BROOKSVILLE — The long-awaited cleanup of the contamination at the county's old public works compound will have to wait awhile longer.
Four residents of the south Brooksville area where the petroleum- and solvent-polluted compound is located have told the state they object to the proposed cleanup plan.
On Thursday, the state told them they now have even more time to formally protest. Their new deadline to file a formal challenge is Feb. 18.
But the county is willing to extend that deadline even further.
A community meeting that was supposed to take place earlier this month, before the clock started ticking on the time the residents had to file their formal protest, never happened.
And the reason why that meeting was delayed was because Rick Scott was elected governor. The Tampa staff at the state Department of Environmental Protection who had been working with the county on the project were let go when the new governor took over, according to Paul Douglas, president of the local NAACP chapter.
This confusion is just the latest wrinkle in an effort to clean the contaminated site, which has dragged on for roughly 20 years and cost taxpayers millions of dollars without the formal cleaning even beginning.
Assistant county attorney Jeff Kirk explained the latest developments.
The four residents who objected to the cleanup plan — Booker T. Byrd, Bertha Winslett, Richard Howell and Theodore Brown — had 21 days after being personally notified by the state to ask for a hearing on the plan.
The four filed paperwork seeking the extension just a week after the DEP gave them notice that it had approved of the county's plan to move soil, maintain concrete covers, add an oxidant and monitor contamination levels to mitigate the fouled soil and water on the site in December.
But, technically, that 21-day clock never started because the county had agreed to hold the community meeting first, before filing a formal publication of the DEP's approval of the cleanup plan.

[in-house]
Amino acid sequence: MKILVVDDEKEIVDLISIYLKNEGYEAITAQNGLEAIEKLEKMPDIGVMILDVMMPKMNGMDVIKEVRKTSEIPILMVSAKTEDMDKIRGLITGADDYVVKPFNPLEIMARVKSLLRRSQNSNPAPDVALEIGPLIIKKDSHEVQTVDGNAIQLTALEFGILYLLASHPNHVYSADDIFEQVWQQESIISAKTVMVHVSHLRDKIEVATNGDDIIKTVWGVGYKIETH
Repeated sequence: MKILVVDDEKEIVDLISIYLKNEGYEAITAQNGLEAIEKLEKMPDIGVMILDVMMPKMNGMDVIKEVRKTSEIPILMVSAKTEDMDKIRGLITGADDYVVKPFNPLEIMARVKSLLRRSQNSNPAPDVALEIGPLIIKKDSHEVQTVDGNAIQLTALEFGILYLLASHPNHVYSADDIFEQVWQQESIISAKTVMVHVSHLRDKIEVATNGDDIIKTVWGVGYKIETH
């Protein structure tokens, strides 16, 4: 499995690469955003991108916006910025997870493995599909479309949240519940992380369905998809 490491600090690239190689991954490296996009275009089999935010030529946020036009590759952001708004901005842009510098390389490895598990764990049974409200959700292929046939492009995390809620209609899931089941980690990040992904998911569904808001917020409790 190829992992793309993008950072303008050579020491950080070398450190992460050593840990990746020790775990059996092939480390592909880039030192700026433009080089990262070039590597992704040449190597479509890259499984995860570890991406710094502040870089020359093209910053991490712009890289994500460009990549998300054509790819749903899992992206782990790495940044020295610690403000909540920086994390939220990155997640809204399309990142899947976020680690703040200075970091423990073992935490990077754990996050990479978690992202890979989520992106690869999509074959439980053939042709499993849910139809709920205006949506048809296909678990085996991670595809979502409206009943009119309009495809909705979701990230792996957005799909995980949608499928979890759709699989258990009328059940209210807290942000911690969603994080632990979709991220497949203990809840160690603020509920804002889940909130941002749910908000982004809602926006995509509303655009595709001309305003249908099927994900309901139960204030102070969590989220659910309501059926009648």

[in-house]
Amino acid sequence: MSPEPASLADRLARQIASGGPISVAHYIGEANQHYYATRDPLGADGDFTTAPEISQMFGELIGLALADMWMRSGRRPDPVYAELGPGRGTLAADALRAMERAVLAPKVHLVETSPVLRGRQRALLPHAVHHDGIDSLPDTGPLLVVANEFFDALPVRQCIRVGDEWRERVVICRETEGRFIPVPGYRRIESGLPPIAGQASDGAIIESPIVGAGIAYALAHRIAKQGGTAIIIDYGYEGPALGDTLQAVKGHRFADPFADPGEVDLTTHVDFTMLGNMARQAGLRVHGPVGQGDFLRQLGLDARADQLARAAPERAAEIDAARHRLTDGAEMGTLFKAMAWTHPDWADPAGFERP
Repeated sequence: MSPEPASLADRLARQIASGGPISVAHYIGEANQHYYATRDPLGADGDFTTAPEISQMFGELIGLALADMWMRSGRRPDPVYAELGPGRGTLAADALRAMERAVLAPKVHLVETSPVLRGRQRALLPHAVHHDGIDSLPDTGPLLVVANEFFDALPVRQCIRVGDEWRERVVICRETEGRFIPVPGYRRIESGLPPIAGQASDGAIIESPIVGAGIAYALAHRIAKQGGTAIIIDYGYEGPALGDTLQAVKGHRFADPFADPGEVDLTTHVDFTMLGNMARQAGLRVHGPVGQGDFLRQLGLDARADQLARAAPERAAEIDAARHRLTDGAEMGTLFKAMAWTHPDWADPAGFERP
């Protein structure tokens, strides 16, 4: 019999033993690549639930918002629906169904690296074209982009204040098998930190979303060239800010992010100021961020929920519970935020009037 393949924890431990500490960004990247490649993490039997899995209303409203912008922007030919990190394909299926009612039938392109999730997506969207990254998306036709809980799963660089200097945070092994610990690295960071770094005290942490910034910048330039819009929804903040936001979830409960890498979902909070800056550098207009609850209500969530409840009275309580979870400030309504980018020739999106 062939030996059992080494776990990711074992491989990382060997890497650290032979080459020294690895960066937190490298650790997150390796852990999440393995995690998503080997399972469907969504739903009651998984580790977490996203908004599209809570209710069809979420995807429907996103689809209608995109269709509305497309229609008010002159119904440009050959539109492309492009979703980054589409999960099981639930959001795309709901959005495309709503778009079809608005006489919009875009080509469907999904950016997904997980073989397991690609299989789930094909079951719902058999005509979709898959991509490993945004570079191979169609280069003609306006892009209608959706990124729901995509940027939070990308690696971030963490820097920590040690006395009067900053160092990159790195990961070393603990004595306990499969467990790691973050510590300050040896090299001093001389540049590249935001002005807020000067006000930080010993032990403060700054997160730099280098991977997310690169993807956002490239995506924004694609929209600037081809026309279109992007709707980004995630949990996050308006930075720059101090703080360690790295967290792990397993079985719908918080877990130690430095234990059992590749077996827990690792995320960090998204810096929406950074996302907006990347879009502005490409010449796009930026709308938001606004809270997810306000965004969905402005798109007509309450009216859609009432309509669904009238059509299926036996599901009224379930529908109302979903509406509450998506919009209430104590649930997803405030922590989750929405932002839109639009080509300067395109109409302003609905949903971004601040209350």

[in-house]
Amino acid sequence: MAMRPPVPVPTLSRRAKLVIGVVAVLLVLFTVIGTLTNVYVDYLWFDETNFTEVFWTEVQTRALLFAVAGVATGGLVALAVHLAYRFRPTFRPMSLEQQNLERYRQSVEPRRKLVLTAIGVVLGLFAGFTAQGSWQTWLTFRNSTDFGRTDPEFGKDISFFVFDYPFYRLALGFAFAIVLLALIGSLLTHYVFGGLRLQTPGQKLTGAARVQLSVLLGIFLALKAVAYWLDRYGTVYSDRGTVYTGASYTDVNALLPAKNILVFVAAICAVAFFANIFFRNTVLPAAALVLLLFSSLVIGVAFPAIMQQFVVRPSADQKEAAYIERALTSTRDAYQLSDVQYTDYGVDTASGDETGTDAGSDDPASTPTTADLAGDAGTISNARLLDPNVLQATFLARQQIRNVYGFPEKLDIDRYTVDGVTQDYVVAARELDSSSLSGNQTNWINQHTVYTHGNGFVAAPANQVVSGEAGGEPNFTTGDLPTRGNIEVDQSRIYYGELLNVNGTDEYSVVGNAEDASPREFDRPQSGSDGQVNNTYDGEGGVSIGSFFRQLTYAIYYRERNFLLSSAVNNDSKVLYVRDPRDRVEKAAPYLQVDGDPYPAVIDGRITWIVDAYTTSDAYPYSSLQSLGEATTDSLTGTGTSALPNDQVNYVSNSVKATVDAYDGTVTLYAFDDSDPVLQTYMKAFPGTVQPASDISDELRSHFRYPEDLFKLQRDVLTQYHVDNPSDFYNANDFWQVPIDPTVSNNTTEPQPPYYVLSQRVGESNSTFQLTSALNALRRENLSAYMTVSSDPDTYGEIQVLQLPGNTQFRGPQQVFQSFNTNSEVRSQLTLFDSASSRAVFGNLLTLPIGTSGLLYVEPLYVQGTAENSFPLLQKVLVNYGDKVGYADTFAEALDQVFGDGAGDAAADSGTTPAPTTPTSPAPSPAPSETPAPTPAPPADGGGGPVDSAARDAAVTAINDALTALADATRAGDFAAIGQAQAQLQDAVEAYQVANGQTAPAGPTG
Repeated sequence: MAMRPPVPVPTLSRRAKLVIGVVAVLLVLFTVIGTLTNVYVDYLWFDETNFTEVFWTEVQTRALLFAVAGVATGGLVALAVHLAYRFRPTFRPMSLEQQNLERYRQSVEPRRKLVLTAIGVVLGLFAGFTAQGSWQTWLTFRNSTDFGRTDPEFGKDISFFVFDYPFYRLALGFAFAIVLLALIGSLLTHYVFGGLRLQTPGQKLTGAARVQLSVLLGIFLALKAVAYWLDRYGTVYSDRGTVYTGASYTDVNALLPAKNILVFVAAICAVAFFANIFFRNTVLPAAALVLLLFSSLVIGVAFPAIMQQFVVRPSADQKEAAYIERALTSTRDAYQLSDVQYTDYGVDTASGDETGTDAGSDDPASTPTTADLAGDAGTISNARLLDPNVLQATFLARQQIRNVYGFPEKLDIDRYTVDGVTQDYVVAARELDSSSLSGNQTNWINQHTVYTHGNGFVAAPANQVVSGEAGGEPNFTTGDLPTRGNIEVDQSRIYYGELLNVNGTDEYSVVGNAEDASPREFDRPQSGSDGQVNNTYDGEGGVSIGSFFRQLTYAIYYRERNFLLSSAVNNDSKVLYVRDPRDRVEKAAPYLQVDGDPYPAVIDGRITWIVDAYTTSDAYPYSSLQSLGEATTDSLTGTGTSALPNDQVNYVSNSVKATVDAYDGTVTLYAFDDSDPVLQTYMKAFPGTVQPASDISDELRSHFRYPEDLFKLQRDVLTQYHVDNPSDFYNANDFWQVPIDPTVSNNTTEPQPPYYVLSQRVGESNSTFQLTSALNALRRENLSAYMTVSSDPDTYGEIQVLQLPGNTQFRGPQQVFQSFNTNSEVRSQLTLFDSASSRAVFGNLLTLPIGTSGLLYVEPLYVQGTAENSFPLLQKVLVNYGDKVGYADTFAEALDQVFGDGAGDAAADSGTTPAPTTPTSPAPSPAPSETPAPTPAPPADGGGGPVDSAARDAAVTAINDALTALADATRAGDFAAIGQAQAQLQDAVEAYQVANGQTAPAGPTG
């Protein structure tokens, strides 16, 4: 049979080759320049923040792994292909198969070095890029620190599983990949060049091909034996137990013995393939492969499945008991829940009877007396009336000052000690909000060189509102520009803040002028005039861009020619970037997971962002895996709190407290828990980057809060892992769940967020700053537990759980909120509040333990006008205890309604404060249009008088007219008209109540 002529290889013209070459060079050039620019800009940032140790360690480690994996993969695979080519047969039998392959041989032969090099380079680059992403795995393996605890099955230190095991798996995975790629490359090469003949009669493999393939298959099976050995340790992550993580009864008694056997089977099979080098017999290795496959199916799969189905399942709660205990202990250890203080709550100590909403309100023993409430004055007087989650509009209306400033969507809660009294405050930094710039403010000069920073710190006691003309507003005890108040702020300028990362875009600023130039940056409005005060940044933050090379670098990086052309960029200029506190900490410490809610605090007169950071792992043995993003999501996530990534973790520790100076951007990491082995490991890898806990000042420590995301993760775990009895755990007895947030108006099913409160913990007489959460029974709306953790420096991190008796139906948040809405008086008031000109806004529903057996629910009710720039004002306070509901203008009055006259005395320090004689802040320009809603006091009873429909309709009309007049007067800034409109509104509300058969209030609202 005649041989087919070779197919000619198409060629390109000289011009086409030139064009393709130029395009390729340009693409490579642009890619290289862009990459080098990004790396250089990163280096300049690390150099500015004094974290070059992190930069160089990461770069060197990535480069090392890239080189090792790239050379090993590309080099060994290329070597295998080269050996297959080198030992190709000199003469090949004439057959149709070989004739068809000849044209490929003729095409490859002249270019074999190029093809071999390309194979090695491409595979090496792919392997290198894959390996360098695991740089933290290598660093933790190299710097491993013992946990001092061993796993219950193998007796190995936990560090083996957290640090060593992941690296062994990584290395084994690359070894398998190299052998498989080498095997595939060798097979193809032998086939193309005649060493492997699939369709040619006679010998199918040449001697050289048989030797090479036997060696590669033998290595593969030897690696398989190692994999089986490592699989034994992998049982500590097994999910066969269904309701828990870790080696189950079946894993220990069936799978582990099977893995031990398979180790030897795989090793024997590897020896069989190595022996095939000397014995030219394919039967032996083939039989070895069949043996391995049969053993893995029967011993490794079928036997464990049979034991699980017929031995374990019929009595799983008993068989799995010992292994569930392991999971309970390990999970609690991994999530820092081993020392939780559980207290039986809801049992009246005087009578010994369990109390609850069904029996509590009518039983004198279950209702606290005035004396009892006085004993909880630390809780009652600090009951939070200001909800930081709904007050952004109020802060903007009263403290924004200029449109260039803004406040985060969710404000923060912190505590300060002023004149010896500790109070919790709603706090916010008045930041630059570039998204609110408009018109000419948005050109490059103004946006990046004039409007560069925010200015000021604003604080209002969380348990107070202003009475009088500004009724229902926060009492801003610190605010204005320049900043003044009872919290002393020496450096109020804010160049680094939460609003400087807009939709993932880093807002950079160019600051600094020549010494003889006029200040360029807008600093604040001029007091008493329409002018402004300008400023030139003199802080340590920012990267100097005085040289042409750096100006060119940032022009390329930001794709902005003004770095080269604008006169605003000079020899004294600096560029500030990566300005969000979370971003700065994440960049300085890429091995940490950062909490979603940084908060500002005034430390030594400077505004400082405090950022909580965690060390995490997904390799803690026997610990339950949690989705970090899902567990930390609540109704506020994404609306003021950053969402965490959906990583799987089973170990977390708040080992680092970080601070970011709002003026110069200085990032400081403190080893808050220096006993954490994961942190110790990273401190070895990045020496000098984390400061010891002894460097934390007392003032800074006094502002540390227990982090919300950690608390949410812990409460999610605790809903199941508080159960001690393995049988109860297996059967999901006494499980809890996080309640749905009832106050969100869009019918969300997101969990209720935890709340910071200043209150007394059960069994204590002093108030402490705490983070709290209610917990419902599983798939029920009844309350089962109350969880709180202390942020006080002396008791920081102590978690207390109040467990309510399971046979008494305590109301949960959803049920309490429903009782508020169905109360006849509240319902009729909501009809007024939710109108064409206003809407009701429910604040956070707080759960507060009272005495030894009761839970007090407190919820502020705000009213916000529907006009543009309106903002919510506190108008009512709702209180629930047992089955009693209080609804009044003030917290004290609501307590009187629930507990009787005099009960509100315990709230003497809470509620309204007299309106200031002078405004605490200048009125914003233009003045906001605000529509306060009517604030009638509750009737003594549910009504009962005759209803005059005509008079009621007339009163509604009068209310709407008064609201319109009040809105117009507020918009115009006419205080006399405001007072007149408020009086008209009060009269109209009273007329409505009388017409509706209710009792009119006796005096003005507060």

Once that public notice appears in the newspaper, the 21-day period for the general public to object then begins.
"We have no objections if they (the residents) ask for a further extension,'' Kirk said, noting that the county wanted to give all interested parties a chance to fully discuss and possibly work through their issues.
The residents asked for the extension for several reasons.
Douglas, of the NAACP, has said he fears that the county's plan doesn't go far enough. He's concerned that the chemical pollution from the old compound has made its way into the Mitchell Heights community through drainage from stormwater.
In separate petitions, the residents said that the order to approve the plan didn't provide enough specific detail so they could respond. While the state's order cited rules and state statute, "petitioners are without sufficient knowledge of the portions of the rule or rules relied on by the department,'' they wrote.
Specifically, the residents note that they believe the DEP should have considered health issues before reaching a conclusion.
Without proof of that in the paperwork and because the county had previously been "antagonistic" to the interests of the community, the residents had ''no faith in the strength of advocacy that was put behind the effort due to its lack of confidence in the ability of the county to fairly and adequately represent their interest,'' they wrote.
In addition, the residents also stated that based on the "slow pace of implementation'' of the elements of the cleanup plan, the plan "does not appear to grasp the sense of urgency with which the affected residents believe rehabilitative actions should be taken.''
The residents say they need the extra time now because the format of the state's order on the plan "denies petitioners due process rights to at least confront the evidence and to dispute it where appropriate.''
Barbara Behrendt can be reached at email@example.com or (352) 848-1434.